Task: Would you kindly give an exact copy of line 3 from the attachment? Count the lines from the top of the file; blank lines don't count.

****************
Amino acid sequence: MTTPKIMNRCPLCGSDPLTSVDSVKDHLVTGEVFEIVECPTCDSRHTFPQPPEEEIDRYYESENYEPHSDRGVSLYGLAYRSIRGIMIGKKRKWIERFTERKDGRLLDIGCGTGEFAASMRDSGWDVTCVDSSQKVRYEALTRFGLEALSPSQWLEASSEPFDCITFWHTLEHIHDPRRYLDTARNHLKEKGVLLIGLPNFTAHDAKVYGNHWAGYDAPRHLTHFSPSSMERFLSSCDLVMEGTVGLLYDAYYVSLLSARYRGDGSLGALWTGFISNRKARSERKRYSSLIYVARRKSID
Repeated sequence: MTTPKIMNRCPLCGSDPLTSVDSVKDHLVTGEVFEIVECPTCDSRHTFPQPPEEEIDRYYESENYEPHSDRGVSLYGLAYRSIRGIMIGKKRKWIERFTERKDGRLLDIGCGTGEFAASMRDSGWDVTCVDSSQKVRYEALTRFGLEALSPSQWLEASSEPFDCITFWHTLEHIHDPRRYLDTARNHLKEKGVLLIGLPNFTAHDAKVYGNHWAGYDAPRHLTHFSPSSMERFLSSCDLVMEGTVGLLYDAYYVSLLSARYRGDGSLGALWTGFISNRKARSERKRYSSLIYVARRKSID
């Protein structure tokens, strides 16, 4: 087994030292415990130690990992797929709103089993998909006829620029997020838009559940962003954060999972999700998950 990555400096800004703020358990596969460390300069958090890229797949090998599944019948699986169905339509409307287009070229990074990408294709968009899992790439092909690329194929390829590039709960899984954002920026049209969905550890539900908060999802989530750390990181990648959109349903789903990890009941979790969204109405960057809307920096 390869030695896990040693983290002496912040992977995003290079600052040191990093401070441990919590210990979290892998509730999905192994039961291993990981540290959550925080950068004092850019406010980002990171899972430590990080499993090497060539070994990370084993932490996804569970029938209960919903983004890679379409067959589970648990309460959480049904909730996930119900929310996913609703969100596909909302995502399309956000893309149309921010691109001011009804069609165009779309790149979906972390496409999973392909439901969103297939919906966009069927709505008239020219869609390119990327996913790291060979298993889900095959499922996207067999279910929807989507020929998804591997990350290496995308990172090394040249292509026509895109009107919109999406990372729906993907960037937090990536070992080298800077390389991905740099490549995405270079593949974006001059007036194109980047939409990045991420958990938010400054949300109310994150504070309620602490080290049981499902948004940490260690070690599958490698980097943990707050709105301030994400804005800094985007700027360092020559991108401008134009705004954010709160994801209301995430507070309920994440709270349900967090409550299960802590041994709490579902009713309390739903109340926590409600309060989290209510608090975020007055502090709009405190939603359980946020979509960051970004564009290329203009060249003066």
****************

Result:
């Protein structure tokens, strides 16, 4: 087994030292415990130690990992797929709103089993998909006829620029997020838009559940962003954060999972999700998950 990555400096800004703020358990596969460390300069958090890229797949090998599944019948699986169905339509409307287009070229990074990408294709968009899992790439092909690329194929390829590039709960899984954002920026049209969905550890539900908060999802989530750390990181990648959109349903789903990890009941979790969204109405960057809307920096 390869030695896990040693983290002496912040992977995003290079600052040191990093401070441990919590210990979290892998509730999905192994039961291993990981540290959550925080950068004092850019406010980002990171899972430590990080499993090497060539070994990370084993932490996804569970029938209960919903983004890679379409067959589970648990309460959480049904909730996930119900929310996913609703969100596909909302995502399309956000893309149309921010691109001011009804069609165009779309790149979906972390496409999973392909439901969103297939919906966009069927709505008239020219869609390119990327996913790291060979298993889900095959499922996207067999279910929807989507020929998804591997990350290496995308990172090394040249292509026509895109009107919109999406990372729906993907960037937090990536070992080298800077390389991905740099490549995405270079593949974006001059007036194109980047939409990045991420958990938010400054949300109310994150504070309620602490080290049981499902948004940490260690070690599958490698980097943990707050709105301030994400804005800094985007700027360092020559991108401008134009705004954010709160994801209301995430507070309920994440709270349900967090409550299960802590041994709490579902009713309390739903109340926590409600309060989290209510608090975020007055502090709009405190939603359980946020979509960051970004564009290329203009060249003066």